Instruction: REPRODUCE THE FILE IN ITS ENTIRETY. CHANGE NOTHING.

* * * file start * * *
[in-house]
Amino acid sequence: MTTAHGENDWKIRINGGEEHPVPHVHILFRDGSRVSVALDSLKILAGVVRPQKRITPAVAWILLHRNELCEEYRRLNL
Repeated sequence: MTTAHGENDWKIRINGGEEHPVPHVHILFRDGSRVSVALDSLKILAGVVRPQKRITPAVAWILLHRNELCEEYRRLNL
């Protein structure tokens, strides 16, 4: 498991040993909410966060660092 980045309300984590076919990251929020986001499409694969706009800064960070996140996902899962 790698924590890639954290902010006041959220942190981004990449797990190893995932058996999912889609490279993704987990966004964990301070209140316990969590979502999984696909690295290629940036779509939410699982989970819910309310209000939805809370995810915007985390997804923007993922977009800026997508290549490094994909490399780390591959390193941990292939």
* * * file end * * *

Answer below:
[in-house]
Amino acid sequence: MTTAHGENDWKIRINGGEEHPVPHVHILFRDGSRVSVALDSLKILAGVVRPQKRITPAVAWILLHRNELCEEYRRLNL
Repeated sequence: MTTAHGENDWKIRINGGEEHPVPHVHILFRDGSRVSVALDSLKILAGVVRPQKRITPAVAWILLHRNELCEEYRRLNL
């Protein structure tokens, strides 16, 4: 498991040993909410966060660092 980045309300984590076919990251929020986001499409694969706009800064960070996140996902899962 790698924590890639954290902010006041959220942190981004990449797990190893995932058996999912889609490279993704987990966004964990301070209140316990969590979502999984696909690295290629940036779509939410699982989970819910309310209000939805809370995810915007985390997804923007993922977009800026997508290549490094994909490399780390591959390193941990292939």